by Rüdiger Pansch, rospatt osten pross

And here we are again with more recent decisions on the bulk container paradox (see Brian’s post Bottling the After-Market; Max’s post on Patent Law and Philosophy; my post on Entitative Elements of Bulk Containers).

Imagine you have an IBC (Intermediate Bulk Container), just as this one:

Now, you open the upper crossbars, take out the original inner plastic bottle and re-place it with your own plastic bottle (so called “rebottling”). Do you make a new IBC, or do you just repair the old product? Do you commit a patent infringement by making a new embodiment, or do you just use the old embodiment in respect to which the patentee’s rights remain exhausted?

In two recent judgments of 28 July 2011 (docket nos. 6 U 3411/10 and 6 U 3412/10), the Munich Court of Appeal denied patent infringement. Just as in the first instance, replacement of the bottle was considered a repair of the original IBC and not a making of a new IBC.

The two judgments are applying assessment criteria as laid down in three decisions of the Federal Supreme Court on different technical items (Bundesgerichtshof: “Flügelradzähler” [2004] GRUR 758; “Laufkranz” [2006] GRUR 837; “Pipettensystem” [2007] GRUR 769). Which parts embody the entitative elements of the invention? Which parts are improved by the invention? Is the bottle nothing more than a mere object of the improved cage?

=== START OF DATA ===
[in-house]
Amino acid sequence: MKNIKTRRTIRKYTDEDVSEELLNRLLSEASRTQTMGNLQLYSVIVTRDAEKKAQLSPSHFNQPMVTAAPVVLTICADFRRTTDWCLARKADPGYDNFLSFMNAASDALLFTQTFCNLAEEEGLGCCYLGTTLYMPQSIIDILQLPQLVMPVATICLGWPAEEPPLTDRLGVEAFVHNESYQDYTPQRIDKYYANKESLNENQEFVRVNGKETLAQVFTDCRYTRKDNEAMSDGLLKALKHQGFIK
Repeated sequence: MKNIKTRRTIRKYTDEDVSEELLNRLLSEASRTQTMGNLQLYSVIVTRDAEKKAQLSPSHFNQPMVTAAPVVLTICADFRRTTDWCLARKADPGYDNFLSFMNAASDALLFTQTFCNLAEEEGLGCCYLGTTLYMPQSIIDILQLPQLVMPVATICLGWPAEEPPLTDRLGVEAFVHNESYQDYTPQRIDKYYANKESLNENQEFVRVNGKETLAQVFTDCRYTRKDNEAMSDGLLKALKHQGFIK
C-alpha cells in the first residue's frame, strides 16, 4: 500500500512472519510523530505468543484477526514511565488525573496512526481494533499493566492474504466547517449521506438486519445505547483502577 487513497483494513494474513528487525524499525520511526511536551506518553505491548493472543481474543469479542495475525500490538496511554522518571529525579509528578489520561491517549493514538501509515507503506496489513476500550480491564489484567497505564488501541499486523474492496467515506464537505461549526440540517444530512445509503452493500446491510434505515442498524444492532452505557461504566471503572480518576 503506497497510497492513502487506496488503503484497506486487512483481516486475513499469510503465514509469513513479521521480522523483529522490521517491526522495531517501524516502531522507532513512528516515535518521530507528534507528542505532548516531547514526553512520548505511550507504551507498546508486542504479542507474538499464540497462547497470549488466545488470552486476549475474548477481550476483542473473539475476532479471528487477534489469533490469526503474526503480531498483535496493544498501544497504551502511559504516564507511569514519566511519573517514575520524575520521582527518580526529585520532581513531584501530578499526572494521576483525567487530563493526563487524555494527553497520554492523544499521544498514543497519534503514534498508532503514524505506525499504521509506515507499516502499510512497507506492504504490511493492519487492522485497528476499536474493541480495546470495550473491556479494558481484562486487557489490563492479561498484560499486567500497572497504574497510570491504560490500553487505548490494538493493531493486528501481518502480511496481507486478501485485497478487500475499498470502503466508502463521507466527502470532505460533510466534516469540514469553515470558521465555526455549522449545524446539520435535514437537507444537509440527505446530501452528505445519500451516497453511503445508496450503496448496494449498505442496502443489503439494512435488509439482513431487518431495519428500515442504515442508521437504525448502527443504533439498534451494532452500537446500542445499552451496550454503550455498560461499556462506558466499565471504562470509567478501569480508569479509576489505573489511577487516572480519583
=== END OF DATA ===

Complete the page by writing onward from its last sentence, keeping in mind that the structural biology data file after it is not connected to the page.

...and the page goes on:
The judgments explicitly dissent from the judgment of the English High Court of Jus-tice, Court of Appeal, [2011] EWCA Civ 303 in re. Schütz vs Werit of 29 March 2011. The Court of Appeal found for patent infringement overruling the decision of the London High Court of Justice, [2010] EWHC 660 (pat) of 31 March 2010.

In both Munich judgments, leave to a second appeal was granted. Both proceedings are now pending at the Federal Supreme Court. We will keep you updated.


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